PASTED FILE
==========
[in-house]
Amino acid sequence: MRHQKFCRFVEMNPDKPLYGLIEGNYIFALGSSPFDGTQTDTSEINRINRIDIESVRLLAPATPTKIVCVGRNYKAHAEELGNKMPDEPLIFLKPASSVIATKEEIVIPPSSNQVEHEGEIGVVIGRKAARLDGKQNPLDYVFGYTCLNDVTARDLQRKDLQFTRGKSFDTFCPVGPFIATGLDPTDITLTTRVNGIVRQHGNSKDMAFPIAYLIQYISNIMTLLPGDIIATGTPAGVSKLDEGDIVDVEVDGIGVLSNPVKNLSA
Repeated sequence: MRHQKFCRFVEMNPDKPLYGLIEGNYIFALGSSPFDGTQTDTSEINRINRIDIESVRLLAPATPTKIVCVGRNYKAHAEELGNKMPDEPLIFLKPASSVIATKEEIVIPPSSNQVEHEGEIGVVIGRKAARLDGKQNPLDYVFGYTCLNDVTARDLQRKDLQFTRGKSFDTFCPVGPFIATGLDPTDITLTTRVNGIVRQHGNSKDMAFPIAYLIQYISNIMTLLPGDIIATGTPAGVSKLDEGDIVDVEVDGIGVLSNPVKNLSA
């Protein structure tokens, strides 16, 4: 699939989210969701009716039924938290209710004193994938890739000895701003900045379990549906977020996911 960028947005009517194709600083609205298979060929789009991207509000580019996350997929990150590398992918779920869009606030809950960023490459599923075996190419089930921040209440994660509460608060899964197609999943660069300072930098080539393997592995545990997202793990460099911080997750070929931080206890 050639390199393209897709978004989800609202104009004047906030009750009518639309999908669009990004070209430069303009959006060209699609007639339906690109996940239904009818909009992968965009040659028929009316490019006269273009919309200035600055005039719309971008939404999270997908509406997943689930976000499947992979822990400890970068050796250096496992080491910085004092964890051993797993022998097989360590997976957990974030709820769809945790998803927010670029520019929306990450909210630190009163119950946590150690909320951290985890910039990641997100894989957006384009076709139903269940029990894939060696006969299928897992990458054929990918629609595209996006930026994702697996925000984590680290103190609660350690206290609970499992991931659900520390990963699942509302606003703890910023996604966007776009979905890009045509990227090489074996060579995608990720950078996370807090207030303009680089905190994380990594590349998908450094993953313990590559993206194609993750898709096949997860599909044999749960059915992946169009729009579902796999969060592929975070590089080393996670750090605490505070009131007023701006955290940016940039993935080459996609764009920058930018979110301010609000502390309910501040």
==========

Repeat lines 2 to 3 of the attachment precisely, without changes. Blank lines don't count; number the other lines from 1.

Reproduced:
Amino acid sequence: MRHQKFCRFVEMNPDKPLYGLIEGNYIFALGSSPFDGTQTDTSEINRINRIDIESVRLLAPATPTKIVCVGRNYKAHAEELGNKMPDEPLIFLKPASSVIATKEEIVIPPSSNQVEHEGEIGVVIGRKAARLDGKQNPLDYVFGYTCLNDVTARDLQRKDLQFTRGKSFDTFCPVGPFIATGLDPTDITLTTRVNGIVRQHGNSKDMAFPIAYLIQYISNIMTLLPGDIIATGTPAGVSKLDEGDIVDVEVDGIGVLSNPVKNLSA
Repeated sequence: MRHQKFCRFVEMNPDKPLYGLIEGNYIFALGSSPFDGTQTDTSEINRINRIDIESVRLLAPATPTKIVCVGRNYKAHAEELGNKMPDEPLIFLKPASSVIATKEEIVIPPSSNQVEHEGEIGVVIGRKAARLDGKQNPLDYVFGYTCLNDVTARDLQRKDLQFTRGKSFDTFCPVGPFIATGLDPTDITLTTRVNGIVRQHGNSKDMAFPIAYLIQYISNIMTLLPGDIIATGTPAGVSKLDEGDIVDVEVDGIGVLSNPVKNLSA